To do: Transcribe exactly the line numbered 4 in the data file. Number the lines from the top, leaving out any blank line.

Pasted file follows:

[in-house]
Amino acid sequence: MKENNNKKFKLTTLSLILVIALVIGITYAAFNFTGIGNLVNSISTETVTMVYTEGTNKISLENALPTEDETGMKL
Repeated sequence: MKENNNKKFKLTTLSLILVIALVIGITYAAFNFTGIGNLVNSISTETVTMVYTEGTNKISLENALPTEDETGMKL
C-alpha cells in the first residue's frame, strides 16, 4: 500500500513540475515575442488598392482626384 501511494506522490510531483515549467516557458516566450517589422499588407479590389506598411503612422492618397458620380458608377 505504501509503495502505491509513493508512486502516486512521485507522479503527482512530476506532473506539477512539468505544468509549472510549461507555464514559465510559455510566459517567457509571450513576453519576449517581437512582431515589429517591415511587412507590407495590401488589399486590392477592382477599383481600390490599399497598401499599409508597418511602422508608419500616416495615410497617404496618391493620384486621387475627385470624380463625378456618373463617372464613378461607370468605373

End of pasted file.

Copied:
C-alpha cells in the first residue's frame, strides 16, 4: 500500500513540475515575442488598392482626384 501511494506522490510531483515549467516557458516566450517589422499588407479590389506598411503612422492618397458620380458608377 505504501509503495502505491509513493508512486502516486512521485507522479503527482512530476506532473506539477512539468505544468509549472510549461507555464514559465510559455510566459517567457509571450513576453519576449517581437512582431515589429517591415511587412507590407495590401488589399486590392477592382477599383481600390490599399497598401499599409508597418511602422508608419500616416495615410497617404496618391493620384486621387475627385470624380463625378456618373463617372464613378461607370468605373